Contrary to popular belief, genetics might not be the biggest indicator of longevity.
Many human traits are heritable. Unlike what most people confuse it to be, heritability is not simply whether a trait is inherited but a measure of how much of the variation in a trait can be explained by genetic differences. Your hair color, for example, is highly heritable because it is directly influenced by your parent’s genes. On the other hand, traits like the number of limbs you have or your lifestyle has low heritability.
What about longevity? No doubt everyone has different life span, but can we tell if we will live longer or not by studying our family trees?
According to new research published in GENETICS, a journal of the Genetics Society of America, genetics may not be the biggest indicator of an individual’s longevity.
Graham Ruby, the lead author of the paper, explained that genetics have less influence on life span than scientists have previously thought.
To conduct this research, Ruby and Calico Life Sciences partnered with scientists from the online genealogy resource, Ancestry. After taking away any identifiable information from their 54 million subscribers and redundant information, Ancestry presented only the date of birth, year of death, place of birth and the familial connections that make up the family tree. This information summed up to a set of pedigrees that included more than 400 million people, which gave Ruby’s team access to more data than any previous studies on the topic and the power to explore the questions of whether shared environment or assortative mating are the bigger indicators of longevity.
After a combination of mathematical and statistical modelling, the researchers indeed found an interesting pattern: The life span of spouses were closely correlated, even more so than two siblings of opposite sexes. Furthermore, Ruby and her team discovered that the life span of siblings-in-laws or cousins-in-laws also had correlation, despite the fact that they were not related by blood. Such discoveries made it clear that genetics may not be the only thing that affected an individual’s life span.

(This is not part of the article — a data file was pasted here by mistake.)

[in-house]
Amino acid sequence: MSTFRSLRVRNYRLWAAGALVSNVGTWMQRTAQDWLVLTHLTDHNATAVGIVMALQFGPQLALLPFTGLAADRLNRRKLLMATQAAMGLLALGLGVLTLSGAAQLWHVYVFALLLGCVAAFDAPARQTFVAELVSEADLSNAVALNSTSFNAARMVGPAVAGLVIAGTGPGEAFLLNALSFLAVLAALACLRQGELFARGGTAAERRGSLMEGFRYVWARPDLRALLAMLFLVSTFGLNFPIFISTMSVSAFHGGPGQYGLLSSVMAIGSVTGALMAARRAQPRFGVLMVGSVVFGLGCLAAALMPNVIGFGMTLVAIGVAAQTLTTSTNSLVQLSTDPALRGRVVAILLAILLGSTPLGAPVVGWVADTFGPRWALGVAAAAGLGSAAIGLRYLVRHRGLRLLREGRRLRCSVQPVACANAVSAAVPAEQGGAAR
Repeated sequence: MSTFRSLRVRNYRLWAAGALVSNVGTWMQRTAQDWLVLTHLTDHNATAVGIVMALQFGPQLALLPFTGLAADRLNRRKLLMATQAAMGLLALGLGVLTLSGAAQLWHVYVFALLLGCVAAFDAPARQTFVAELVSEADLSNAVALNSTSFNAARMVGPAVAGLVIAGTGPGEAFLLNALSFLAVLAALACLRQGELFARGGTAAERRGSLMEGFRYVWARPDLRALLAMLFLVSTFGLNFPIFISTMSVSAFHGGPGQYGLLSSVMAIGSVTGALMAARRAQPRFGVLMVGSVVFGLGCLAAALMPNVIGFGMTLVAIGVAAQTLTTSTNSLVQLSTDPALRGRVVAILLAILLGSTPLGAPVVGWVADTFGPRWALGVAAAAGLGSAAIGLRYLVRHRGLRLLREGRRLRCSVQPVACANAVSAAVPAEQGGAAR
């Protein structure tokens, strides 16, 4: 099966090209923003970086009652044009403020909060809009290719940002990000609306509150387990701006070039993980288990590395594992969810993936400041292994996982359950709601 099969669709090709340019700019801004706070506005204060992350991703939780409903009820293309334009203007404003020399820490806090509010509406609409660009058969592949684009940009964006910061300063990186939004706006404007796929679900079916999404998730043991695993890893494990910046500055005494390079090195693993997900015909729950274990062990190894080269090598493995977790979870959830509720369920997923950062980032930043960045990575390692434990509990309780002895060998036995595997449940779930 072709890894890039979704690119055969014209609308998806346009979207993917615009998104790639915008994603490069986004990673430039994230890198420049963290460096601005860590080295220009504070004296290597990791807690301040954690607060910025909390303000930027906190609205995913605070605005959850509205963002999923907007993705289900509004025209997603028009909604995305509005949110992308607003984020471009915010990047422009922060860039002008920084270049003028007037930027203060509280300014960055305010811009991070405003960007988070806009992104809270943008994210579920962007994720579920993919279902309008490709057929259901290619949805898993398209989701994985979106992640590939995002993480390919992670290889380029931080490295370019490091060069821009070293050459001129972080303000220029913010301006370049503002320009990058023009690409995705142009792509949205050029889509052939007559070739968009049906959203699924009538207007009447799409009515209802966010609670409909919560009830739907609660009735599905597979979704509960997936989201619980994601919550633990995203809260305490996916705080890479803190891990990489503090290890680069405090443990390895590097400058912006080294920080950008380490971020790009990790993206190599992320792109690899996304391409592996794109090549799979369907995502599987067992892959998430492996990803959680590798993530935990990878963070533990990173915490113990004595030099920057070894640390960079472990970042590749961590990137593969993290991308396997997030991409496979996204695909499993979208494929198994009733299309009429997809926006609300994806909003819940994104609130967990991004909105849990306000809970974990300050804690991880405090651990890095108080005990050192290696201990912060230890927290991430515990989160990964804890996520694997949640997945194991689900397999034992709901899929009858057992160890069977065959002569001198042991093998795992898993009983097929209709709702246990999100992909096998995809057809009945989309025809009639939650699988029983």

Ruby believes that one possible answer to this puzzling finding could be assortative mating, as detected in the research.
“What assortative mating means here is that the factors that are important for life span tend to be very similar between mates,” Ruby said according to ScienceDaily.
This doesn’t mean that you have a special power to detect your potential mate’s longevity. However, it does show that the factors that influence our mating choices have effect on our life span, such as wealth or even height.
These new findings led to an analysis that the heritability of longevity may only account for less than seven percent, or even lower, compared to the previous estimate of 15 to 30 percent.
To Ruby, this means scientists may only have so much to learn about aging and biology.
“We can potentially learn many things about the biology of aging from human genetics, but if the heritability of life span is low, it tempers our expectations about what types of things we can learn and how easy it will be,” Ruby said. “It helps contextualize the questions that scientists studying aging can effectively ask.”